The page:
Today, we arrived a little later than usual when we lingered at the breakfast table chatting with other passengers, all of whom were about to explore Suva for the day. We didn’t arrive in the Diamond Lounge until 10 am, when in most cases, we’ll be done preparing the post by 11. This accounts for today’s slightly later posting.

A tiny rowboat at the ready.

As we’ve recounted the details of our four-month stay in Fiji on two islands, from September 8, 2015, to January 4, 2016, we giggled over our varied experiences during that period.

Ship passengers peruse the many shops in Isle of Pines, New Caledonia.

Whether it was the ants that filled the mattress and pillows on the bed on our first night in Savusavu; buying Kava for the chief when we visited the Vuodomo waterfall; the nightly visits by our neighbor Sewak’s adorable dog Badal who happened to arrive while we were dining, hoping for morsels of meat which we always provided; or the trips to the outdoor markets for food and supplies, we continue to relish the experiences, good and not-so-good yet today.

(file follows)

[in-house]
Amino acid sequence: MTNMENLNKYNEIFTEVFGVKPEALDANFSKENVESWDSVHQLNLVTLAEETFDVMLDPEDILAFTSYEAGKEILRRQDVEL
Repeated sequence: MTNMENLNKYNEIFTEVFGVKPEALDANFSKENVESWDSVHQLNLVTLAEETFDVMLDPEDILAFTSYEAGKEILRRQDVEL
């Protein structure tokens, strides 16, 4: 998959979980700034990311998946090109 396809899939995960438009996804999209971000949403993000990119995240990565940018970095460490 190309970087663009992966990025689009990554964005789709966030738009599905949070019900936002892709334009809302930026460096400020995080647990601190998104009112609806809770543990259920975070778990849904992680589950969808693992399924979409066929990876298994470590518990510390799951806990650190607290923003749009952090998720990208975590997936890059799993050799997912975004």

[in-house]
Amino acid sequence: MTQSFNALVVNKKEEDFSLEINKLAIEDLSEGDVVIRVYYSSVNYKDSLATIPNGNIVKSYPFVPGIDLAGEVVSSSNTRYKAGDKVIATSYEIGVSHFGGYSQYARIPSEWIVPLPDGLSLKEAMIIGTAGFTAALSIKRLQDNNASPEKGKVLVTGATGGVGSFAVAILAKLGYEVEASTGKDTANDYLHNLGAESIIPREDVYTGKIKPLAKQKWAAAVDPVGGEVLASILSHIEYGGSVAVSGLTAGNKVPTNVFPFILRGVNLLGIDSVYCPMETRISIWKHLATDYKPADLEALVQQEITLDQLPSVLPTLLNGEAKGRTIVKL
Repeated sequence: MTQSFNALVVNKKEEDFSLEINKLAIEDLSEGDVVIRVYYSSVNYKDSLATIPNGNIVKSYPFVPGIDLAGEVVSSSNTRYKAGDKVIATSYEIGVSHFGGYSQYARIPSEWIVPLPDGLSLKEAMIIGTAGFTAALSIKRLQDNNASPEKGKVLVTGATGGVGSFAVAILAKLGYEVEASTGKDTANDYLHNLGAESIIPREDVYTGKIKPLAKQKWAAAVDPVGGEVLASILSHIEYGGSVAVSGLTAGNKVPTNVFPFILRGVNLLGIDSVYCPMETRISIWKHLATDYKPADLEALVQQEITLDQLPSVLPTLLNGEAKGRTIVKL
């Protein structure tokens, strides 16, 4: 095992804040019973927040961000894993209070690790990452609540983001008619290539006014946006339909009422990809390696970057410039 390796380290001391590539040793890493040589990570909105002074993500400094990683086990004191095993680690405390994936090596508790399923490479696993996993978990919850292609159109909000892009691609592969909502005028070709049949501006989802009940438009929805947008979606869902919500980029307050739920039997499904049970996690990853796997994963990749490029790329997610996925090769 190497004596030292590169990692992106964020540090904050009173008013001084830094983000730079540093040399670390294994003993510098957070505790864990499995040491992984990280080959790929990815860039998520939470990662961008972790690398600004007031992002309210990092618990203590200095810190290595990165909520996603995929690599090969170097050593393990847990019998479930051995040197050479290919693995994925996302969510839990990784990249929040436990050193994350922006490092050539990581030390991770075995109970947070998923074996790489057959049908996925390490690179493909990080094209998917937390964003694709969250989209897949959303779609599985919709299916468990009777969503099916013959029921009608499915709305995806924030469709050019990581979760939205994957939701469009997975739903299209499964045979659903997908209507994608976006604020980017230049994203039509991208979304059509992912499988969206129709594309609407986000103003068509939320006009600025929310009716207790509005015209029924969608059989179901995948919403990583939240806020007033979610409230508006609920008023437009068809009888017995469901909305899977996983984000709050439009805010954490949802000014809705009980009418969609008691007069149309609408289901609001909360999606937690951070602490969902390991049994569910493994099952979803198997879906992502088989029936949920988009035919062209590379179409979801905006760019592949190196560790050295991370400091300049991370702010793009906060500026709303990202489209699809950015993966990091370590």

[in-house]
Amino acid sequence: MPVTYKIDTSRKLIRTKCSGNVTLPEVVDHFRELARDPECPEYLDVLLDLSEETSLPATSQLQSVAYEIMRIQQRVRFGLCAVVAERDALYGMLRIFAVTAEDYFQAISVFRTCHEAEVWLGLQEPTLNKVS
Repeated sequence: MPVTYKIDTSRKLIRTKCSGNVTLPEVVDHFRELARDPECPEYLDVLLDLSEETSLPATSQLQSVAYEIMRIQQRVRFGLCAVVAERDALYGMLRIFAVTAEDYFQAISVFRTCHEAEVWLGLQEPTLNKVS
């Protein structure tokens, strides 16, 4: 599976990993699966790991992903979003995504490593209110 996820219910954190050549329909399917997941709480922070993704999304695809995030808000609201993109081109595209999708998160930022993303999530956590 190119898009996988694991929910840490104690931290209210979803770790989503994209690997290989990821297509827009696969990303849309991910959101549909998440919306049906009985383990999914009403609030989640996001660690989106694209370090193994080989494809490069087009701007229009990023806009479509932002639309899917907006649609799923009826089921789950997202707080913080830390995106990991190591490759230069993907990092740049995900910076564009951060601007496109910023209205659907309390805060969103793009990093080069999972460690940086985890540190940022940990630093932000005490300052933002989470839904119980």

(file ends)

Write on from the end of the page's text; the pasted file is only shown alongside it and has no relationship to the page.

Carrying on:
Two sleeping dogs seemed unfazed about the stream of visitors.

Unfortunately, on the second island in Fiji, I contracted this lingering intestinal bacteria I’m continuing to purge from my system with carefully selected foods, supplements, and portion control. 

A rusted outboard motor fashioned into a work of art?

Regardless of the ups and downs, we continue to feel a powerful sense of joy wash over us every day.  From the couples with who we’ve become friends aboard this ship; to the many email messages we continue to receive from readers and friends we’ve made along the way; to the anticipation of the upcoming Alaskan cruise and, of course, seeing family and friends in less than a month.

Clouds above the pretty beach in the Isle of Pines.

Today, at 1:30 pm, the newer movie, Lion, filmed in Tasmania, is playing at the Palace Theatre. We’re certainly looking forward to this movie when our recent stay in Tasmania left us with an appreciation and gratefulness for the three months we spent on the exquisite island.

I haven’t owned a muumuu since I was pregnant in 1966.  (That certainly “dates” me!)